Sanders on millionaire status: 'I didn't know it was a crime to write a good book'

Sen. Bernie SandersBernie SandersDemocrats worry they don't have right candidate to beat Trump Overnight Health Care: Top health official defends contract payments to Trump allies | Vaping advocates confident Trump will turn from flavor ban | Sanders gets endorsement from nurses union Krystal Ball credits Gabbard's upswing in 2020 race to 'feckless' Democratic establishment MORE (I-Vt.) on Saturday pushed back against criticism he received after saying this week that he is a millionaire.

"I didn't know that it was a crime to write a good book, which turned out to be a best-seller," the 2020 Democratic presidential candidate told a crowd in Gary, Ind.

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"I don’t apologize for writing a book that was No. 3 on The New York Times best-seller [list]," he added but reiterated his belief in a "progressive tax system which demands that the wealthiest people in this country finally start paying their fair share in taxes."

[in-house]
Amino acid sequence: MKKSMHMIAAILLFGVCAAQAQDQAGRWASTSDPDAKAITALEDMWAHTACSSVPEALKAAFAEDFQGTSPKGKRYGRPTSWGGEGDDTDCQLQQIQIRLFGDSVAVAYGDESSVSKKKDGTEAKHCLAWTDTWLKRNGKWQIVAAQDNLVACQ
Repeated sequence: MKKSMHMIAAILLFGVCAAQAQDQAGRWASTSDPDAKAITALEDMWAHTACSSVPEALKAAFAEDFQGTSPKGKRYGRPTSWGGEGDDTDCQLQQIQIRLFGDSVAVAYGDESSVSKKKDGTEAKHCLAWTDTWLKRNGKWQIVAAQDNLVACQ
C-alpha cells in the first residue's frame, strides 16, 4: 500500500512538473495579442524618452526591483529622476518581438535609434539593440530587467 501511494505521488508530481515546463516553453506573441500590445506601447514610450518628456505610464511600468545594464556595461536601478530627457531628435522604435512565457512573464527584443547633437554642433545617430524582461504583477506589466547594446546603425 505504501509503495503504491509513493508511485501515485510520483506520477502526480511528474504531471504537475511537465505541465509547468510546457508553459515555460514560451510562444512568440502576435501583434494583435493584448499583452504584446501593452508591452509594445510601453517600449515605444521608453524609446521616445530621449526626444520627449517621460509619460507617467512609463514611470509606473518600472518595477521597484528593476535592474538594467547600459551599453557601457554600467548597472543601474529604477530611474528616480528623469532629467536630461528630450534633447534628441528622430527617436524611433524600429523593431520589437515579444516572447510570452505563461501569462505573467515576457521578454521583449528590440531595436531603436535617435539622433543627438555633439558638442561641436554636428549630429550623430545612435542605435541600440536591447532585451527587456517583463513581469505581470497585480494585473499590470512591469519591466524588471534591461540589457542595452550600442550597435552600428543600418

Sanders told The New York Times in a story published Tuesday that he became a millionaire because of book sales.

“If you write a best-selling book, you can be a millionaire, too,” he told the newspaper. He also said he would release his tax returns by Monday. Some of his competitors for the Democratic nomination have already released their returns. 

Sanders's 2017 Senate financial disclosure forms show he made about $1.06 million that year, most of it from book royalties, the Times reported. 

The Vermont Independent has also been criticized for not releasing his tax returns but pledged in the Times that he would release them by Monday.

Sanders has described himself as a democratic socialist and has argued that the wealthy, particularly billionaires, do not pay enough in taxes. He is among more than a dozen people vying for the Democratic party's 2020 nomination.